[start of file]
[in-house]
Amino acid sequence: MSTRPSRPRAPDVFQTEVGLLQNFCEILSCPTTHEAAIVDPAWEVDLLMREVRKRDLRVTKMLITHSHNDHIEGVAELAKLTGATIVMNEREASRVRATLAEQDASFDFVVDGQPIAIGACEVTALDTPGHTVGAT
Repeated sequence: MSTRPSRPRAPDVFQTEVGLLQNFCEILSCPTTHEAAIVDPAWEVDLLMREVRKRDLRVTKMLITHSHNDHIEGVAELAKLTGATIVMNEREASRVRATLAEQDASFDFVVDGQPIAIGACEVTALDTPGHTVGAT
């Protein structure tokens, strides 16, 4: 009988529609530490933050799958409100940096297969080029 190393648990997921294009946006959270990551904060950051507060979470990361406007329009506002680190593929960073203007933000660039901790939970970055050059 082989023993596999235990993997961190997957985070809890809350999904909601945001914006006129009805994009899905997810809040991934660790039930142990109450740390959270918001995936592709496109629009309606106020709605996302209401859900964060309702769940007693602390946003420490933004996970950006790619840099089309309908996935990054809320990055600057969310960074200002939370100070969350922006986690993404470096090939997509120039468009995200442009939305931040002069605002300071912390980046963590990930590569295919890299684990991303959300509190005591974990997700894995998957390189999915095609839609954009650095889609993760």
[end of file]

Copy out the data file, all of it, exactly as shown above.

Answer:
[in-house]
Amino acid sequence: MSTRPSRPRAPDVFQTEVGLLQNFCEILSCPTTHEAAIVDPAWEVDLLMREVRKRDLRVTKMLITHSHNDHIEGVAELAKLTGATIVMNEREASRVRATLAEQDASFDFVVDGQPIAIGACEVTALDTPGHTVGAT
Repeated sequence: MSTRPSRPRAPDVFQTEVGLLQNFCEILSCPTTHEAAIVDPAWEVDLLMREVRKRDLRVTKMLITHSHNDHIEGVAELAKLTGATIVMNEREASRVRATLAEQDASFDFVVDGQPIAIGACEVTALDTPGHTVGAT
């Protein structure tokens, strides 16, 4: 009988529609530490933050799958409100940096297969080029 190393648990997921294009946006959270990551904060950051507060979470990361406007329009506002680190593929960073203007933000660039901790939970970055050059 082989023993596999235990993997961190997957985070809890809350999904909601945001914006006129009805994009899905997810809040991934660790039930142990109450740390959270918001995936592709496109629009309606106020709605996302209401859900964060309702769940007693602390946003420490933004996970950006790619840099089309309908996935990054809320990055600057969310960074200002939370100070969350922006986690993404470096090939997509120039468009995200442009939305931040002069605002300071912390980046963590990930590569295919890299684990991303959300509190005591974990997700894995998957390189999915095609839609954009650095889609993760």